Tag Archives: The Friends of Wilson Botanic Park

Education activities October 2019

A very successful Birds in Schools Program has continued this month. Both Sally Heeps and Bill Ramsay have been to both Cornish College on 10 October and Wooranna Park Primary School on 17 October.  I thank them for their contributions to these programs.

On Sunday 13 October, Graeme Hosken led another successful bird walk around Wilson Botanic Park in Berwick organised by The Friends of Wilson Botanic Park.  The day was fine, cool and with no wind. Fourteen people attended the two hour walk with 21 species recorded.  Species numbers now average 25 over the 18 visits since 2004. The records now show 87 species found there over that period – not bad for a park now in a suburban environment. Thank you Graeme.

The U3A Hawthorn Birdwalk, led by Pat Bingham, was around Banyule Wetlands on Friday, 18 October. Thirteen participants recorded 35 species. Lots of breeding – including three frogmouth nests (one with one young), Eastern Swamphen with one young, Buff-banded Rail with three young, and countless Noisy Miner families.  On the swamp they also had a pair of Pink-eared Ducks (sadly driven out of the nest boxes this year by aggressive Silver Gulls) and a couple of Cattle Egret in partial breeding plumage.

The Blackburn Creeklands Spring Bird Survey was held early on Saturday morning, 19 October.  31 people (a mixture of adults and a good number of eagle-eyed children) split into two groups led by Ian Moodie and Pat Bingham. They headed off in opposite directions, returned for morning tea and combined their bird lists into one, with a total of 29 species.  Highlights were four Frogmouth nests (but no young seen), Mudlarks incubating, Grey Butcherbirds and Kookaburras feeding young, and both Chestnut Teal and Pacific Black Duck with broods of small ducklings on the creek.  We  also recorded Gang-Gang Cockatoos, Little and Long-billed Corellas, Galahs, King Parrots and both Eastern and Crimson Rosellas – a good number of which may compete for breeding in the many excellent tree hollows along the creek.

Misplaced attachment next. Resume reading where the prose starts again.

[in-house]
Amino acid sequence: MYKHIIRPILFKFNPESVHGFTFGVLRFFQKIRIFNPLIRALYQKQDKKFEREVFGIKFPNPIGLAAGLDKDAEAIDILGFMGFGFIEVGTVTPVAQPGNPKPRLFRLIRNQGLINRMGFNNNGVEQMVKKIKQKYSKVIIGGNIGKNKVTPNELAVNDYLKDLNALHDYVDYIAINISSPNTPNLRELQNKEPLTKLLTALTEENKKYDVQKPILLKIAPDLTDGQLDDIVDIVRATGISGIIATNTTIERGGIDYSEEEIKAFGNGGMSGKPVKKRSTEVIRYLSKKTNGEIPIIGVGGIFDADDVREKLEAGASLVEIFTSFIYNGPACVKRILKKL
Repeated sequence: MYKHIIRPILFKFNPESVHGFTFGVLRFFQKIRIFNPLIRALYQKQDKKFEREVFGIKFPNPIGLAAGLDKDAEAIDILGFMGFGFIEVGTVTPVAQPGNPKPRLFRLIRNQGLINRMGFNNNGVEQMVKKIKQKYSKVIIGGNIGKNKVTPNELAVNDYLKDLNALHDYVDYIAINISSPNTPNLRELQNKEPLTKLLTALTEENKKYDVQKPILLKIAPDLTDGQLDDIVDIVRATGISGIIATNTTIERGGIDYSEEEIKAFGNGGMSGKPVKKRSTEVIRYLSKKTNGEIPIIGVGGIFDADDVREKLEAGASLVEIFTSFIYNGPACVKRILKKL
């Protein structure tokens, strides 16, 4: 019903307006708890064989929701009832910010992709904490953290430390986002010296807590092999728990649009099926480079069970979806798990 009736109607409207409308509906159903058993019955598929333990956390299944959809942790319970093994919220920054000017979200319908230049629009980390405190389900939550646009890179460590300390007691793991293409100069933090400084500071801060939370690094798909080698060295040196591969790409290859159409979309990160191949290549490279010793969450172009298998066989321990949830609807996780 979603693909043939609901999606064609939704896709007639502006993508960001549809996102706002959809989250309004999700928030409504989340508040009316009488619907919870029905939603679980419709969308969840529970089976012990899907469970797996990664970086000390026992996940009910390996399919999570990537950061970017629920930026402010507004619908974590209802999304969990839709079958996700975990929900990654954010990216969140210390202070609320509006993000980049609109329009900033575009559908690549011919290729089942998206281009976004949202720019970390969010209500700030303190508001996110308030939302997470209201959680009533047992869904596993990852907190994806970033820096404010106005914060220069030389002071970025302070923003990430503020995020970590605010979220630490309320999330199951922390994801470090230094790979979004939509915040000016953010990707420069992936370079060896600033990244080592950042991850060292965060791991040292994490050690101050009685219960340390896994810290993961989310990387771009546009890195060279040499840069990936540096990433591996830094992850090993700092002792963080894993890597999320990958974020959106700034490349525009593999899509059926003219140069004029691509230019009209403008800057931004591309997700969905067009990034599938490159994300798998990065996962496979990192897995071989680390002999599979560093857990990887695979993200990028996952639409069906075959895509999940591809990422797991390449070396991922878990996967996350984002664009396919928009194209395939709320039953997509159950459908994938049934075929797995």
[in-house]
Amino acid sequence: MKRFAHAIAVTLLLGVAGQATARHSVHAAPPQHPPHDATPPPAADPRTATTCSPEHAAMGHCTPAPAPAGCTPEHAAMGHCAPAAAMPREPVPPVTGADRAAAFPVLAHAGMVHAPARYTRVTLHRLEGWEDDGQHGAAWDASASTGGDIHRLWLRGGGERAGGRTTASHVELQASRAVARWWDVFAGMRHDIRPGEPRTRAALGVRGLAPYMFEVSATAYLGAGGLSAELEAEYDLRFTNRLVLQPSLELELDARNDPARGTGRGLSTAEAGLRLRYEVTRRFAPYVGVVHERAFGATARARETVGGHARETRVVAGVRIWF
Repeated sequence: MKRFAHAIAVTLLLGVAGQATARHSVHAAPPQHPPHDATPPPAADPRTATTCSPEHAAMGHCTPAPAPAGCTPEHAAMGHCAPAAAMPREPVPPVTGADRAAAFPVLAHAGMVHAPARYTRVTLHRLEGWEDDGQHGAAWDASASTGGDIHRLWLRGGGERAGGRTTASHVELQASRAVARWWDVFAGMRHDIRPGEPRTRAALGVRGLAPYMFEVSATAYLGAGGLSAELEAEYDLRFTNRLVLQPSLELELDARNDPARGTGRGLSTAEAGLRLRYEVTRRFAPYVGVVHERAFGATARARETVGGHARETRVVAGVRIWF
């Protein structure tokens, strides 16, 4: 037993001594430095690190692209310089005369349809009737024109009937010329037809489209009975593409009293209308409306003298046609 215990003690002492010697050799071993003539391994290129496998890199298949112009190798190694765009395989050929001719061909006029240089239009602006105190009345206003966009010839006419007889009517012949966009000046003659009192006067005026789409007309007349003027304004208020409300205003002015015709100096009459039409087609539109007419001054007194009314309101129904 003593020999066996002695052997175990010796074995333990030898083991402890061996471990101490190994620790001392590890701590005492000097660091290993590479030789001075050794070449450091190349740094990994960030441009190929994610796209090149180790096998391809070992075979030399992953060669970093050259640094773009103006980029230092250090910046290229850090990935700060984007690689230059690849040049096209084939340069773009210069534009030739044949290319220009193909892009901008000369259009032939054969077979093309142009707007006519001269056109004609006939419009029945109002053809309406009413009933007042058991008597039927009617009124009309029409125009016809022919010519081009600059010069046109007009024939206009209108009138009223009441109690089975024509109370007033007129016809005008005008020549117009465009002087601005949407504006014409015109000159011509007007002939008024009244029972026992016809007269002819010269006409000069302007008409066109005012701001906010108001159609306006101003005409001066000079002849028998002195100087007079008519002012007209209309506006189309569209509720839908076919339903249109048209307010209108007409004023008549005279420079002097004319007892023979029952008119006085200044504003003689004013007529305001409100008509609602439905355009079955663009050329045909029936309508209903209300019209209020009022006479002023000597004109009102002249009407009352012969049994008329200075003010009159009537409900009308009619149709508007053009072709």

On Sunday 27 October 2019 we held our 21st Breakfast with the Birds at Banyule in partnership with the Banyule City Council.  This year we made a small charge to attend after more than half of the people booked in 2018 failed to turn up.  We had 80 people present out of the 96 who booked. These were split up into ten walking groups who walked the Banyule Flats and Warringal areas for two hours.  Upon their return the Council supplied a beautiful sit-down breakfast.  A bird call totalled 67 species with two new ones being added this year.  Gang-gang Cockatoos and a Leaden Flycatcher.  This makes a total of 126 species in Banyule on this day since records began in 2001 and 68 in the Warringal area since we started recording there in 2011.  I must thank the Banyule City Council for the wonderful spread of food, Jim Mead, their Environmental Sustainability Education Officer and his helpers (Alice, Micky and Rob in the kitchen) and John and Meg who helped with telescopes at the wetlands.  I must also thank my helpers Susan and Kevin Bailey, Peter Bennet, Pat Bingham, Alan Crawford, Pete Dynes, Lyn and Geoff Easton, Meg Houghton, Margaret Lo, Bill Ramsay and Sonja Ross.  Also thank you Daphne Hards who assisted with a telescope at the wetlands and Anthea Fleming for her information on the Warringal Conservation Group.  Another very successful day.  Thank you everyone.

Photos below:

Janet Hand, BirdLife Melbourne Education Coordinator (Phone: 9842 4177)